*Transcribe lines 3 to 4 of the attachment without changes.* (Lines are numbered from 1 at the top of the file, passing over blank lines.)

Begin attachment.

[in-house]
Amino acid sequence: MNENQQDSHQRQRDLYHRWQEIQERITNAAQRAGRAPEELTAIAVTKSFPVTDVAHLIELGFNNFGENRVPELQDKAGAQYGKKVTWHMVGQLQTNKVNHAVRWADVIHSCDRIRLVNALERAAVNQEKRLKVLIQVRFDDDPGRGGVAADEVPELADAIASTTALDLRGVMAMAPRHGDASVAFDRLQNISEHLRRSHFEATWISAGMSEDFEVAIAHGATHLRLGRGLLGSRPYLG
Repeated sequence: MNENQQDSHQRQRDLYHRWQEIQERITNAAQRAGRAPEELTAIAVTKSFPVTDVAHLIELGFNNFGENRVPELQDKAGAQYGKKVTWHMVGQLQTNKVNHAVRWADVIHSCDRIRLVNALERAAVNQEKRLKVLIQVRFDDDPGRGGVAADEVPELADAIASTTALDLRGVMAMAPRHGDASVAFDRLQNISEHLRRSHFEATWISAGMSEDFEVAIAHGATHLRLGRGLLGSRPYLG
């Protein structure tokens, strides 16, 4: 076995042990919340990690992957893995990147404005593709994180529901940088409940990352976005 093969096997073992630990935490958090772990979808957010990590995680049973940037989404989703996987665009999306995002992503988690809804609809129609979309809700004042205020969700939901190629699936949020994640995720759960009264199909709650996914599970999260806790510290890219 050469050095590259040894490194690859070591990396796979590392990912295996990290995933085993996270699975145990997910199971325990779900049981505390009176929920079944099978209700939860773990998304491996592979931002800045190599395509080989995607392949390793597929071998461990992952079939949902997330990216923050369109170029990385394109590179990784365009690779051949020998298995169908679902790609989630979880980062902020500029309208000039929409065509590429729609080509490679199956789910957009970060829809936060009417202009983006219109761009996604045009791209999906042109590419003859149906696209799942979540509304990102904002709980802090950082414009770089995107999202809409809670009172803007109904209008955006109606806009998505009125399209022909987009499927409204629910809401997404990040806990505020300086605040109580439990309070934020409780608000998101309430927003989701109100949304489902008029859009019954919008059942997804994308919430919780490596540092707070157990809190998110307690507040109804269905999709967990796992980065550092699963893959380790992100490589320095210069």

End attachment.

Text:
Repeated sequence: MNENQQDSHQRQRDLYHRWQEIQERITNAAQRAGRAPEELTAIAVTKSFPVTDVAHLIELGFNNFGENRVPELQDKAGAQYGKKVTWHMVGQLQTNKVNHAVRWADVIHSCDRIRLVNALERAAVNQEKRLKVLIQVRFDDDPGRGGVAADEVPELADAIASTTALDLRGVMAMAPRHGDASVAFDRLQNISEHLRRSHFEATWISAGMSEDFEVAIAHGATHLRLGRGLLGSRPYLG
């Protein structure tokens, strides 16, 4: 076995042990919340990690992957893995990147404005593709994180529901940088409940990352976005 093969096997073992630990935490958090772990979808957010990590995680049973940037989404989703996987665009999306995002992503988690809804609809129609979309809700004042205020969700939901190629699936949020994640995720759960009264199909709650996914599970999260806790510290890219 050469050095590259040894490194690859070591990396796979590392990912295996990290995933085993996270699975145990997910199971325990779900049981505390009176929920079944099978209700939860773990998304491996592979931002800045190599395509080989995607392949390793597929071998461990992952079939949902997330990216923050369109170029990385394109590179990784365009690779051949020998298995169908679902790609989630979880980062902020500029309208000039929409065509590429729609080509490679199956789910957009970060829809936060009417202009983006219109761009996604045009791209999906042109590419003859149906696209799942979540509304990102904002709980802090950082414009770089995107999202809409809670009172803007109904209008955006109606806009998505009125399209022909987009499927409204629910809401997404990040806990505020300086605040109580439990309070934020409780608000998101309430927003989701109100949304489902008029859009019954919008059942997804994308919430919780490596540092707070157990809190998110307690507040109804269905999709967990796992980065550092699963893959380790992100490589320095210069």